Our Take

The question to Cashin was a good one.  It is what is called a "spurious" relationship.  Two variables are highly correlated.  Observers, in this case the NYSE floor traders, infer causation.

Here is an example I used in class.  You have a person in the middle of a traffic intersection with a stoplight.  When the light turns green in a given direction, he waves the traffic to go through.  The actions of the guy doing the waving are perfectly correlated with the traffic movement, but there is no causation.

Now let us suppose that the traffic light is out, and the person in the middle is wearing a police uniform.  The inference of causation is quite different.

Proving causation requires more than showing a correlation.  It requires solid evidence of timing, one variable leading another, and also a strong hypothesis about the logic of causation.  It is also useful to have statistical controls.  Art Cashin is on target when it comes to the floor trader attitudes, but they might all be fooled by a spurious relationship.

Meanwhile, there is plenty of evidence that the market is currently trading on perceptions of economic strength.  It is quite possible that we could see a stronger economy, a stronger dollar, and stronger stocks.  Or the opposite.

This explanation may not be comforting to investors, but at least it suggests what to watch.  That remains our focus.

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  • Morph366 October 31, 2009  

    I watched the Cashin slot and think that he acquitted himself well on the accusation of inferring a causation between the dollar and stocks.
    There undoubtedly is a strong inverse correlation and the manner in which the traders of forex and equities echo each other within micro seconds makes it impossible to isolate the actual causal sequence – but you are surely not suggesting that the high correlation is a coincidence? That is certainly the under-current to the suggestion that it is spurious

  • Jeff Miller October 31, 2009  

    Morph – If you have been reading here for a while, you know that I am a big fan of Art Cashin. It is important to know what people on the floor are thinking, and Art is the best for providing that insight.
    Your account of the interview is accurate, as anyone can see by going to the link as I suggested.
    You might be surprised that a leading foreign exchange expert frequently writes that the causation is exactly the opposite — stocks leading the dollar.
    To suggest that something is spurious is definitely NOT saying that it is a coincidence. It means that an apparent relationship between B and C can occur if both are caused by A. In my traffic light example, the regular guy looks at the signal as do the drivers. To someone looking just at the person giving “directions” and the motorists, it may seem that the two are related. It is definitely not a coincidence, but it is a spurious relationship.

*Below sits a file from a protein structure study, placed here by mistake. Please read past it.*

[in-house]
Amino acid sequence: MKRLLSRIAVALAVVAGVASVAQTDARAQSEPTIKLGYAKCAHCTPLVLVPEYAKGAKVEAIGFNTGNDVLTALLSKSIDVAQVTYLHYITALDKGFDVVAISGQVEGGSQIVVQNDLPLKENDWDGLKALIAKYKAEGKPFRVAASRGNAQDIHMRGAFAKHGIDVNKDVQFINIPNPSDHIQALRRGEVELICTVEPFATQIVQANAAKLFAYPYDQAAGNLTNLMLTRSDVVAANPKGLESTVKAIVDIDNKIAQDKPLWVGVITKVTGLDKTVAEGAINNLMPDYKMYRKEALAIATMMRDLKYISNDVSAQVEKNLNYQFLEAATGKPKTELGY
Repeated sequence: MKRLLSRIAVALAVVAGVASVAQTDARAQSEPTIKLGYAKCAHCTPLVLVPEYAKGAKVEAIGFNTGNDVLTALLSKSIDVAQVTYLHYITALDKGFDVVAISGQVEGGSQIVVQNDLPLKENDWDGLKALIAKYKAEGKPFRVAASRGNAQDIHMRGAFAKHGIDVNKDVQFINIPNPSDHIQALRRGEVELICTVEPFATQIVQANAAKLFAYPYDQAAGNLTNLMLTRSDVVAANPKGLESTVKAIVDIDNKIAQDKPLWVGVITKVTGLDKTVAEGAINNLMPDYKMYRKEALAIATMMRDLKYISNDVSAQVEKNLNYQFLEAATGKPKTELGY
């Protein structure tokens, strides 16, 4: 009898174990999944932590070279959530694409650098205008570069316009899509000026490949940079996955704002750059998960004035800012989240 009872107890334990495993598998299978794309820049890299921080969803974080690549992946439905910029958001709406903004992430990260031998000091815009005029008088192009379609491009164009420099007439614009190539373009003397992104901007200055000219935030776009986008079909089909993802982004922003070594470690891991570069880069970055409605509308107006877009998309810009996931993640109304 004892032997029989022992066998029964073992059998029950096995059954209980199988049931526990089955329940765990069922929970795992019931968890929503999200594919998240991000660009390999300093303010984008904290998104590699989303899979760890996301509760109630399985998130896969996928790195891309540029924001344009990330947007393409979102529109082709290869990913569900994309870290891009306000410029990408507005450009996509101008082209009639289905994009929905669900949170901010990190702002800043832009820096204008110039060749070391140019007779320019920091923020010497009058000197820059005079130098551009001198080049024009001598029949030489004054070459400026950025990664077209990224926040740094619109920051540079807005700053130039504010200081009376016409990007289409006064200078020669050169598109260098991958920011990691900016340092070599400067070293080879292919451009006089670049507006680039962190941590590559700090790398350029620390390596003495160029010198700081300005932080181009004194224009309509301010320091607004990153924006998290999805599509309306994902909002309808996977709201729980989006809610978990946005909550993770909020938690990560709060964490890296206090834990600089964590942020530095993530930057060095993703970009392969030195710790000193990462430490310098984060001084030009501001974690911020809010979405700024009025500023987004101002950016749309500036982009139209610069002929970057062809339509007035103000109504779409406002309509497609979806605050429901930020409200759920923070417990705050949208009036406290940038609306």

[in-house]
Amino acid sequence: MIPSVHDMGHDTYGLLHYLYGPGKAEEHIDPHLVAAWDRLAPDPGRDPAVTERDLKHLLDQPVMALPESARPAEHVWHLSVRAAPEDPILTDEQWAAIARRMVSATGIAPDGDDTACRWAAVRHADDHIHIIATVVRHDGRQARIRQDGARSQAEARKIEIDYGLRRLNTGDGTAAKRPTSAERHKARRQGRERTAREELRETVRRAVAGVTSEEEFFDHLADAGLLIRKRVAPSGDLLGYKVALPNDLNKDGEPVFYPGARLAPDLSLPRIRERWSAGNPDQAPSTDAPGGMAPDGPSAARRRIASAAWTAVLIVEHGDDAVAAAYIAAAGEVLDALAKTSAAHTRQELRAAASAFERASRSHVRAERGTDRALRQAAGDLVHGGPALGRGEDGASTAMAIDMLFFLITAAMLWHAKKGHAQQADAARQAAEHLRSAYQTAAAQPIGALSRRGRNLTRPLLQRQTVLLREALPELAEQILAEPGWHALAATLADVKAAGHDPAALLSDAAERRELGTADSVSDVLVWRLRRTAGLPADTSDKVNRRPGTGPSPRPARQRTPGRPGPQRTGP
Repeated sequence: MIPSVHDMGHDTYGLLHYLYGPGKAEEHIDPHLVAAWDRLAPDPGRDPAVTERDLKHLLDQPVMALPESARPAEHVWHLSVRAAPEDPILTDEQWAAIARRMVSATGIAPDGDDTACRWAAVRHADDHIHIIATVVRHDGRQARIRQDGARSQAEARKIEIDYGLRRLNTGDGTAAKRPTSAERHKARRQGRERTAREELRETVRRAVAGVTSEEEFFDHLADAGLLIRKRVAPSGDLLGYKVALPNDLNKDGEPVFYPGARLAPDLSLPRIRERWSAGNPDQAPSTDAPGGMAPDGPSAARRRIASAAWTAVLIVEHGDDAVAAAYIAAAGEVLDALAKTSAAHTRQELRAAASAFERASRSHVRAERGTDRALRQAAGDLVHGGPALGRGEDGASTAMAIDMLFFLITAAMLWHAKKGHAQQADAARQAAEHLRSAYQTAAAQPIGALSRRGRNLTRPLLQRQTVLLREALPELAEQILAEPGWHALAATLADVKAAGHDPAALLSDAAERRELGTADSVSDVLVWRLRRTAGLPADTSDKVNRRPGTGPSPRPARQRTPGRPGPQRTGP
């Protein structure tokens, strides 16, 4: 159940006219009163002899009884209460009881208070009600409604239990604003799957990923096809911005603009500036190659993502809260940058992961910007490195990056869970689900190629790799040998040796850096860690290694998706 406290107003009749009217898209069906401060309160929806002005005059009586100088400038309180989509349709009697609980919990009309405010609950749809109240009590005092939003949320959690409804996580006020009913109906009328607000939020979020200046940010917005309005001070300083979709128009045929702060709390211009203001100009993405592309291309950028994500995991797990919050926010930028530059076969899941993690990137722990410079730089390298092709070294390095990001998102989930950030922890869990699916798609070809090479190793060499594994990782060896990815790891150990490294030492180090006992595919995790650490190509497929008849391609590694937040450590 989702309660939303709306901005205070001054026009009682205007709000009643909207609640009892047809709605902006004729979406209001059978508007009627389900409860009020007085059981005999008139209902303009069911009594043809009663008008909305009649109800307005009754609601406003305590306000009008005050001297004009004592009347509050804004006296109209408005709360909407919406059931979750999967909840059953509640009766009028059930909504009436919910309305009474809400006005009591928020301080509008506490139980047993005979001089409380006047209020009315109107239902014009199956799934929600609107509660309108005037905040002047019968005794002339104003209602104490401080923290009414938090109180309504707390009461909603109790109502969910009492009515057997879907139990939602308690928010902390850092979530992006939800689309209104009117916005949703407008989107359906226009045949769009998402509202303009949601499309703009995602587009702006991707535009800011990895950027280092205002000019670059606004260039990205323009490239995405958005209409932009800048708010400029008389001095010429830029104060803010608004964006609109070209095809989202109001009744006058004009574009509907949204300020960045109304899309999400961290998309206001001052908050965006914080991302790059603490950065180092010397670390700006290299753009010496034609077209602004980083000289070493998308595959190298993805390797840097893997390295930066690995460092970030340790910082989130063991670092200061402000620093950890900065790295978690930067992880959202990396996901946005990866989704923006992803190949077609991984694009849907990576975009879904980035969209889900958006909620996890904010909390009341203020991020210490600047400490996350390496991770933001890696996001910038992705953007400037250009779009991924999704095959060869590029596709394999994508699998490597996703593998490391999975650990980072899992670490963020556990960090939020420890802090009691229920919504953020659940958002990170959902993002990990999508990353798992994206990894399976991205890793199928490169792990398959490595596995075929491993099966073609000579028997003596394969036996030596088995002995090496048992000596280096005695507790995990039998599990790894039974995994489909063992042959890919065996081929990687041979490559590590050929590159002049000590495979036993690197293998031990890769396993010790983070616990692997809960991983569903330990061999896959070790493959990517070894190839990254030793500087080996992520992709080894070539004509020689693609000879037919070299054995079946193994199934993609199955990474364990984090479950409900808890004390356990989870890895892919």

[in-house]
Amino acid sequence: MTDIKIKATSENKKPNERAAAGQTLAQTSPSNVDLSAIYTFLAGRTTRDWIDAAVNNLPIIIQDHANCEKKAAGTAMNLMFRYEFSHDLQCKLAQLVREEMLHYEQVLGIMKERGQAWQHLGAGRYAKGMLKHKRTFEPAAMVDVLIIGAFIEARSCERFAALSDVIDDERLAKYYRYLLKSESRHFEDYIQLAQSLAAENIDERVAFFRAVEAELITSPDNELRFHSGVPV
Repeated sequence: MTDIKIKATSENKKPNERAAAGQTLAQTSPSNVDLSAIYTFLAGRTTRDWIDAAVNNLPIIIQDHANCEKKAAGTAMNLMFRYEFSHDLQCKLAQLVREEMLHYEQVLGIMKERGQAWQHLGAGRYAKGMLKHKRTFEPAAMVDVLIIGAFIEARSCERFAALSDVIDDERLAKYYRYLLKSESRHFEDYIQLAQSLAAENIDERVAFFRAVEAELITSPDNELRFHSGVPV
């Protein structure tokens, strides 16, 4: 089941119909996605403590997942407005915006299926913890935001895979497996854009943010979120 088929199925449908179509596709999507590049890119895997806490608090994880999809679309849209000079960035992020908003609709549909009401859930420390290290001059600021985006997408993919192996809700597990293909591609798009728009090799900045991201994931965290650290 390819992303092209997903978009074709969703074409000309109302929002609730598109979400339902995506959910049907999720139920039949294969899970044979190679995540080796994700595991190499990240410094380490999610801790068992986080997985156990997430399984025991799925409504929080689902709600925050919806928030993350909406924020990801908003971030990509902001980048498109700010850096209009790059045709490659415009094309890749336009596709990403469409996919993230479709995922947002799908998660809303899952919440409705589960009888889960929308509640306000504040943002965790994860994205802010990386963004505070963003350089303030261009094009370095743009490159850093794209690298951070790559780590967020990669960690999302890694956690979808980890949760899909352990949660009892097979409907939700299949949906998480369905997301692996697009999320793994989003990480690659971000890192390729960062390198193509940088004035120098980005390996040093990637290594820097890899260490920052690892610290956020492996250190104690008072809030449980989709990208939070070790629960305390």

As I noted in the article, we lack the evidence to infer the causal model in this case, and I have no opinion. I do believe that many, and perhaps most, relationships you see in economic and stock market discussions are spurious. So many things are all indicators of the same phenomenon.
    I hope this is a better explanation, and I appreciate your comment.

  • Al Brockman November 1, 2009  

    Very perceptive – few people seem to understand the difference between correlation and causation. Great example (if i remember right) in the book “How to Lie With Statistics” (Should be a must read for anyone trying to understand the economy/market). There is a direct correlation between shoe size and SAT score for high school students. High school seniors are usually taking the test for the second time and usually do better. They are older and have bigger feet. No causation!!!

  • Adam November 2, 2009  

    nice stuff and belated thanks for including me in there. The causation stuff on TV drives me nuts, it’s such awful advice some casual listeners must internalize without giving a second thought.
    And sorry about Packers yesterday, I imagine they’d trade losing every other game this year to win that one.

  • Jeff Miller November 2, 2009  

    Al — Thanks for another good example.
    If more people understood causation, we would all recognize this every day.
    One of my favorites is when the analysts say that if Team A’s running back goes for 100 yards, they always win.
    They seem to miss the concept that a team leading by a nice margin runs the ball.
    Thanks again.

  • Jeff Miller November 2, 2009  

    Adam — You are quite correct in sensing our pain. My wife grew up in Green Bay, and I lived in Wisconsin long enough to form loyalties.
    It was a tough day for Packer fans!